According to Rabbi Yehudah, one may eat the food after Shabbos is over. If the sin was performed unintentionally, no distinction is made between the person who violated Shabbos and anyone else — we do not penalize the perpetrator after Shabbos is over. But Rabbi Yehudah requires that we defer the benefit until after Shabbos.
III. Deferring use
The third opinion, Rabbi Meir, is more lenient. He agrees that no one may benefit from an item created through intentional desecration of Shabbos on Shabbos itself. However, once Shabbos is over, the item may be used. Furthermore, only something produced in intentional defiance of Shabbos may not be used. The results of shogeig,negligent, violation of Shabbos are permitted for use and even for consumption. Although violating Shabbos is a most severe desecration, the Torah did not ban benefiting from the crime. The Sages did not prohibit a product that results from a misdeed, but merely postponed using it until after Shabbos so as not to benefit from the sin, and this, only when the sin was performed intentionally.
To review, Rabbi Meir makes no distinction between the violator himself and others. He also contends that there is no prohibition at all against using an item negligently prepared on Shabbos. Thus, Rabbi Meir and Rabbi Yehudah are in dispute concerning two key points:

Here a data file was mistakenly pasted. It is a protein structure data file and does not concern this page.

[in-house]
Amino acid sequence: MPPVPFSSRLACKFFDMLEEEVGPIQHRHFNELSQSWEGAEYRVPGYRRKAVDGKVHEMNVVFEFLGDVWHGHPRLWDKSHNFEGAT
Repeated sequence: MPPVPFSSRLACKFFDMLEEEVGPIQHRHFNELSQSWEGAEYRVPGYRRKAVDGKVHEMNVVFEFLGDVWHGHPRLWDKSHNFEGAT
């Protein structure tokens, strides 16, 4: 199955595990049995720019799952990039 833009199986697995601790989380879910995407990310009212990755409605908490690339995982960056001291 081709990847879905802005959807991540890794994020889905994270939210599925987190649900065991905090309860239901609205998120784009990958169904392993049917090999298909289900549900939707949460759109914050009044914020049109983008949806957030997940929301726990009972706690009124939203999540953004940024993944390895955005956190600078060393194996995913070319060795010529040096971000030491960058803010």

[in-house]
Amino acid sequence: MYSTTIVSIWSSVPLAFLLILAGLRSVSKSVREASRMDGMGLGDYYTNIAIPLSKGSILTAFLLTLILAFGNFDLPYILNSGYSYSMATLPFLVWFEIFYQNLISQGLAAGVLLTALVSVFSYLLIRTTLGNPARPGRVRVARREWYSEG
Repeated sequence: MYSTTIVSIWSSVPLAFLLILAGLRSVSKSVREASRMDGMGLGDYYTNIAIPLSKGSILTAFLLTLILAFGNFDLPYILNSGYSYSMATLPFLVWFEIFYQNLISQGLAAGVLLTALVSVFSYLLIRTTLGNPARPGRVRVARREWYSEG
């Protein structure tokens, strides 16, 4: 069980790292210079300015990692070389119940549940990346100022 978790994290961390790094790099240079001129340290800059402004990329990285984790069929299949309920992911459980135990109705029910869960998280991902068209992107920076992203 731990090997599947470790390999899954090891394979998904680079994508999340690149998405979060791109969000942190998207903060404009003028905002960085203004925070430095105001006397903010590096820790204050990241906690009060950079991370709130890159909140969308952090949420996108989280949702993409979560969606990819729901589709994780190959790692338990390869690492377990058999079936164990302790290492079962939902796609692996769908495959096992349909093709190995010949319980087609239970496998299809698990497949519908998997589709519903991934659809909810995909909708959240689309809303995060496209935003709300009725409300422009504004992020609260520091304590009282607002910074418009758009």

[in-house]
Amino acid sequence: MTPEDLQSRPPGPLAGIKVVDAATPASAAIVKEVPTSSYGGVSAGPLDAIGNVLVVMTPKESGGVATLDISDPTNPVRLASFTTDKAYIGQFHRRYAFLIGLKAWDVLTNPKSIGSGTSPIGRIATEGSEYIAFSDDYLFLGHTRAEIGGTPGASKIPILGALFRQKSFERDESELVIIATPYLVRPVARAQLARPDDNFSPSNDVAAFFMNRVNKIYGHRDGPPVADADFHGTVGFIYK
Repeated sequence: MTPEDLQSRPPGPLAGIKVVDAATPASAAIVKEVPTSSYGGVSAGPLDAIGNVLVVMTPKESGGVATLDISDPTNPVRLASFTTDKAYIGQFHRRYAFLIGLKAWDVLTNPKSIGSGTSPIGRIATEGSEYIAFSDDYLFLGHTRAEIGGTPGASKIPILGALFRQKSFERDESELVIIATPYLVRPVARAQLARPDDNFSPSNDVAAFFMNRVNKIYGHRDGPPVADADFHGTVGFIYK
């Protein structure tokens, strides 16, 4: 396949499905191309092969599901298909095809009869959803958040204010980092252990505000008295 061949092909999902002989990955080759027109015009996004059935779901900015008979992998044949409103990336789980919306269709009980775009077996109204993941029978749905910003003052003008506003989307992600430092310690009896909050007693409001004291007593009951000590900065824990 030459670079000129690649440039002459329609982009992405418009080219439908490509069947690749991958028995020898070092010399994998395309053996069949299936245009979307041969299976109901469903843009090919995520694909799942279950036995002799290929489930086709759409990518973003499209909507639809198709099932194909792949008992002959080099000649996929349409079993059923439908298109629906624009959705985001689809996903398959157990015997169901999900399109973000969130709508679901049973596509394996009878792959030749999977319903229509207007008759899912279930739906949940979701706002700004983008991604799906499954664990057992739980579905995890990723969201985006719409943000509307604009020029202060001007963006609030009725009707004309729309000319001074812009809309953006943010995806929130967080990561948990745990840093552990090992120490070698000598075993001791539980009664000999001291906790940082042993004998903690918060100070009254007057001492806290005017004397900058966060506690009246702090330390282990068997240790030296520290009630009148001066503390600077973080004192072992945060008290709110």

(1) Whether or not the results of negligent violation of Shabbos are permitted. Rabbi Meir permits their use immediately whereas Rabbi Yehudah prohibits their use until Shabbos is over.
(2) Whether or not food prepared in intentional desecration of Shabbos may be used after Shabbos by the desecrator. Rabbi Meir permits their use, whereas Rabbi Yehudah prohibits it.
How do we rule?
Most halachic authorities rule according to Rabbi Yehudah, although there are several who follow the more lenient opinion of Rabbi Meir (Gra, Orach Chayim 318). (Notably, the Rosh, in Bava Kamma 7:6, rules according to the stricter approach of Rabbi Yochanan Hasandlar; however, in Chullin 1:18 he seems to conclude otherwise.)
What is the legal definition of “negligent”?
Before we rule on our opening cases, we need to know what defines whether an activity is considered shogeig (negligent) or whether it qualifies as meizid (intentional).